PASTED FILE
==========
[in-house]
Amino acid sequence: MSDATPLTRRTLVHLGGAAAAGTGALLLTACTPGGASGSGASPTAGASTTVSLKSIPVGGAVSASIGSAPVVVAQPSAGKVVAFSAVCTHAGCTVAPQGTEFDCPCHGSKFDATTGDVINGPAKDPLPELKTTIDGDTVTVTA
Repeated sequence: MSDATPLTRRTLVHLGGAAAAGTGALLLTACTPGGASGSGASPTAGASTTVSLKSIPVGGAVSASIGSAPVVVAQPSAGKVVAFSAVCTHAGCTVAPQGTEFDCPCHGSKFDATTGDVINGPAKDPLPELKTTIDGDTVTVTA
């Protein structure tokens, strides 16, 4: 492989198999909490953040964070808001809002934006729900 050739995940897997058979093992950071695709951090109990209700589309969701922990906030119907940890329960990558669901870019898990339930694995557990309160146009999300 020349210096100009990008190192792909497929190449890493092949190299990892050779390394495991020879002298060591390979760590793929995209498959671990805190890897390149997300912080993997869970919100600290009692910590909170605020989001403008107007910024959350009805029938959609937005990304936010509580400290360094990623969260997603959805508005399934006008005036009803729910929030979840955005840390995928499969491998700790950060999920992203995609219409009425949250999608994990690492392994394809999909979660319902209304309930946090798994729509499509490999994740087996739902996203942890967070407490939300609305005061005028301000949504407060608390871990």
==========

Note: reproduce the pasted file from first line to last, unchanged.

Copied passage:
[in-house]
Amino acid sequence: MSDATPLTRRTLVHLGGAAAAGTGALLLTACTPGGASGSGASPTAGASTTVSLKSIPVGGAVSASIGSAPVVVAQPSAGKVVAFSAVCTHAGCTVAPQGTEFDCPCHGSKFDATTGDVINGPAKDPLPELKTTIDGDTVTVTA
Repeated sequence: MSDATPLTRRTLVHLGGAAAAGTGALLLTACTPGGASGSGASPTAGASTTVSLKSIPVGGAVSASIGSAPVVVAQPSAGKVVAFSAVCTHAGCTVAPQGTEFDCPCHGSKFDATTGDVINGPAKDPLPELKTTIDGDTVTVTA
């Protein structure tokens, strides 16, 4: 492989198999909490953040964070808001809002934006729900 050739995940897997058979093992950071695709951090109990209700589309969701922990906030119907940890329960990558669901870019898990339930694995557990309160146009999300 020349210096100009990008190192792909497929190449890493092949190299990892050779390394495991020879002298060591390979760590793929995209498959671990805190890897390149997300912080993997869970919100600290009692910590909170605020989001403008107007910024959350009805029938959609937005990304936010509580400290360094990623969260997603959805508005399934006008005036009803729910929030979840955005840390995928499969491998700790950060999920992203995609219409009425949250999608994990690492392994394809999909979660319902209304309930946090798994729509499509490999994740087996739902996203942890967070407490939300609305005061005028301000949504407060608390871990």